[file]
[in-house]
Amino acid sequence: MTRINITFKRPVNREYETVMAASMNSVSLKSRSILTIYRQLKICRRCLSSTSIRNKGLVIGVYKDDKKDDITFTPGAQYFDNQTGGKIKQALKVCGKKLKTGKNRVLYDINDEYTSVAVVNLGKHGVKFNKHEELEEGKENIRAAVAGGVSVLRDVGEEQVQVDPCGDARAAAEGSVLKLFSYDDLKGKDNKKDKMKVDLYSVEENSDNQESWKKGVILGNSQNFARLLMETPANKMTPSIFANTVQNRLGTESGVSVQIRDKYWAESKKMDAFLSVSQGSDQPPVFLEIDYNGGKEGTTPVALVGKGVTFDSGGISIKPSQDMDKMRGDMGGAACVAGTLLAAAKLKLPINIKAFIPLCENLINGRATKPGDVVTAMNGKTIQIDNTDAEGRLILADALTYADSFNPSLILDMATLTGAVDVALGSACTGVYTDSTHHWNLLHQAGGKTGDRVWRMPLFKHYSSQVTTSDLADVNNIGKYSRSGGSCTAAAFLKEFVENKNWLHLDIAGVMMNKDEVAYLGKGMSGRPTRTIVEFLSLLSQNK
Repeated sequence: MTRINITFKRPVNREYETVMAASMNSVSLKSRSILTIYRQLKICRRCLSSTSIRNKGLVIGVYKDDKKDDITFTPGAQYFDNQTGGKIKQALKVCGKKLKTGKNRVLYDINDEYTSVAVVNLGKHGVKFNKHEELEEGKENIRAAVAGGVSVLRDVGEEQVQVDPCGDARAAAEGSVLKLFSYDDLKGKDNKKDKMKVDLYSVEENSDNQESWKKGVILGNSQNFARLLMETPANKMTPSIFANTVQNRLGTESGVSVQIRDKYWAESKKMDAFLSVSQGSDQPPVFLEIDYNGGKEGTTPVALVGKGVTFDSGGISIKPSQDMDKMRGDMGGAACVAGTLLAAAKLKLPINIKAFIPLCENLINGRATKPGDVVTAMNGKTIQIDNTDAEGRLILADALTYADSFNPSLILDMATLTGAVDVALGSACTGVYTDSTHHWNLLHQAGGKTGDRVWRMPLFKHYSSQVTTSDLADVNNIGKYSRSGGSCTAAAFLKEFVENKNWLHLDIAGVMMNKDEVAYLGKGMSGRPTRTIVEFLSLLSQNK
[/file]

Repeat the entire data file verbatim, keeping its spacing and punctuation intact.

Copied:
[in-house]
Amino acid sequence: MTRINITFKRPVNREYETVMAASMNSVSLKSRSILTIYRQLKICRRCLSSTSIRNKGLVIGVYKDDKKDDITFTPGAQYFDNQTGGKIKQALKVCGKKLKTGKNRVLYDINDEYTSVAVVNLGKHGVKFNKHEELEEGKENIRAAVAGGVSVLRDVGEEQVQVDPCGDARAAAEGSVLKLFSYDDLKGKDNKKDKMKVDLYSVEENSDNQESWKKGVILGNSQNFARLLMETPANKMTPSIFANTVQNRLGTESGVSVQIRDKYWAESKKMDAFLSVSQGSDQPPVFLEIDYNGGKEGTTPVALVGKGVTFDSGGISIKPSQDMDKMRGDMGGAACVAGTLLAAAKLKLPINIKAFIPLCENLINGRATKPGDVVTAMNGKTIQIDNTDAEGRLILADALTYADSFNPSLILDMATLTGAVDVALGSACTGVYTDSTHHWNLLHQAGGKTGDRVWRMPLFKHYSSQVTTSDLADVNNIGKYSRSGGSCTAAAFLKEFVENKNWLHLDIAGVMMNKDEVAYLGKGMSGRPTRTIVEFLSLLSQNK
Repeated sequence: MTRINITFKRPVNREYETVMAASMNSVSLKSRSILTIYRQLKICRRCLSSTSIRNKGLVIGVYKDDKKDDITFTPGAQYFDNQTGGKIKQALKVCGKKLKTGKNRVLYDINDEYTSVAVVNLGKHGVKFNKHEELEEGKENIRAAVAGGVSVLRDVGEEQVQVDPCGDARAAAEGSVLKLFSYDDLKGKDNKKDKMKVDLYSVEENSDNQESWKKGVILGNSQNFARLLMETPANKMTPSIFANTVQNRLGTESGVSVQIRDKYWAESKKMDAFLSVSQGSDQPPVFLEIDYNGGKEGTTPVALVGKGVTFDSGGISIKPSQDMDKMRGDMGGAACVAGTLLAAAKLKLPINIKAFIPLCENLINGRATKPGDVVTAMNGKTIQIDNTDAEGRLILADALTYADSFNPSLILDMATLTGAVDVALGSACTGVYTDSTHHWNLLHQAGGKTGDRVWRMPLFKHYSSQVTTSDLADVNNIGKYSRSGGSCTAAAFLKEFVENKNWLHLDIAGVMMNKDEVAYLGKGMSGRPTRTIVEFLSLLSQNK